Small cities are big hitters for tech industry

The Savills Tech Cities research programme aims to understand the many diverse drivers that make good cities for the tech sector. The firm has identified the 12 global centres at the forefront of tech. All have thriving and growing tech industries and are at the top of global shopping lists for tech companies looking for space in which to locate. Access to human capital is a key driver in locating tech firms, and vibrant cities are where the talent wants to live and work – factors ranging from access to venture capital through the quality of a flat white available at the neighbourhood café are all included in the metrics.

The firm finds that whilst the big global centres come up strong for business environment, with New York, Singapore and London as leaders due to their good regulatory environment, access to Venture Capital and investors as well as excellent links to other key global cities are key. However, Asian centres dominate when looking at the tech environment, with the exception of Stockholm. Taking into consideration IT skills, tech regulation and infrastructure, Hong Kong, Stockholm and Singapore rank highest – Singapore has the fastest broadband speed at 100 Mbps. But it is interesting to note smaller cities such as Austin, Dublin and Berlin in providing affordable accommodation near to the city centre, a lesser level of pollution and access to restaurants compete to attract this demographic alongside the megalopolises.

In fact, smaller cities with their significant creative population offer some things that mega cities just can’t. City living on a smaller footprint can give residents shorter commute (Savills finds the average commute for tech cities employees is 31 minutes), accessibly by bike, easier to access amenities and a better work/life balance – but with all the buzz of larger urban centres. Austin has also seen recent population growth, GDP growth, and house price growth – its stand out economic growth rivals the bigger cities and the median average age is only 31 years.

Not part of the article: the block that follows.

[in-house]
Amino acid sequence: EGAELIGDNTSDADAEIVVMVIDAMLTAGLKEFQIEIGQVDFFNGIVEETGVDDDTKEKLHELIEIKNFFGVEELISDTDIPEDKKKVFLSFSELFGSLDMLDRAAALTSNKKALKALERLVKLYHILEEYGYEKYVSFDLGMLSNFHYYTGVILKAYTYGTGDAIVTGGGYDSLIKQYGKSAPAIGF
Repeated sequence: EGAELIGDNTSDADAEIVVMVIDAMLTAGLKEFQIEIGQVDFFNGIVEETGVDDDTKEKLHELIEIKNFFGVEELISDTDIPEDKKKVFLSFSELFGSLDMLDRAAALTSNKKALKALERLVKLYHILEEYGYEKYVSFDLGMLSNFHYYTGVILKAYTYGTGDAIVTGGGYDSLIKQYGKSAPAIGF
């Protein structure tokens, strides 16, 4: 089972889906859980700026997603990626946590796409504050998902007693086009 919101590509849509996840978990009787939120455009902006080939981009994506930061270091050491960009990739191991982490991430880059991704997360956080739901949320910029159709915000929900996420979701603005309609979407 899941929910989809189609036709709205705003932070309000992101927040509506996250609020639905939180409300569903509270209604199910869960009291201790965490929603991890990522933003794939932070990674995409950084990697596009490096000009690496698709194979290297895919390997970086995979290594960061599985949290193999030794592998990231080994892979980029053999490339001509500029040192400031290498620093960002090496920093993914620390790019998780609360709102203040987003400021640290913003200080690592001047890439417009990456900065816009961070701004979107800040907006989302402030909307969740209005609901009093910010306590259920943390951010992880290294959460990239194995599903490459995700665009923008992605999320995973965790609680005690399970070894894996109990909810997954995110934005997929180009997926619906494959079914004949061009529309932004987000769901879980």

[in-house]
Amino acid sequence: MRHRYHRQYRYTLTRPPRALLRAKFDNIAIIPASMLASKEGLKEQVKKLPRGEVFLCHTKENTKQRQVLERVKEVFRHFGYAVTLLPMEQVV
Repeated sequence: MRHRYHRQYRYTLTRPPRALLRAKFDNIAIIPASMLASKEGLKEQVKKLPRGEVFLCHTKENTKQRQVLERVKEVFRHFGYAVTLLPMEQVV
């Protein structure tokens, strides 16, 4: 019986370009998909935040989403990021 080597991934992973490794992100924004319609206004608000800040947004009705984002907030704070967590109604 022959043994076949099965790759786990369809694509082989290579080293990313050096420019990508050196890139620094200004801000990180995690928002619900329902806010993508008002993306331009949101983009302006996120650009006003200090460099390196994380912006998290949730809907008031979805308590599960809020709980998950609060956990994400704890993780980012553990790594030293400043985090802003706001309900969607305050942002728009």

Paul Tostevin, associate director of Savills world research, says: ‘Austin’s South by South West (SXSW) festival brings together film, music and tech, whilst Dublin’s Web Summit is Europe’s largest tech conference – these vibrant mixed use communities are at the centre of the new tech industry spirit.’

Looking at property costs, Savills overall index gives a lesser weighting to this factor.  For a small tech company with financial backing, securing the right space in the right location is more important than cost. Combining office and residential costs, the firm finds Mumbai the most affordable at £12 per sq ft for office rents with Singapore, London and Hong Kong all above £55 per sq ft for an established office location and ranging between £20 and £58 per sq ft for a ‘scale up’ (small tech company with capital backing). 

Jon Hutt, head of corporate real estate at Savills UK, says: ‘Location decisions are predicated on far more than simply the cost of property and in today’s world it is fundamental that companies look closely at how they retain their existing talent pool, attract new talent and keep themselves ahead, in what is an increasingly competitive employment market. The nature of their space, the areas in which they locate, the quality of life that they can offer their teams and the access they have to talent, as they grow, significantly outweigh saving a few dollars on rent. This applies to all companies but for the tech community in particular it is crucial.’

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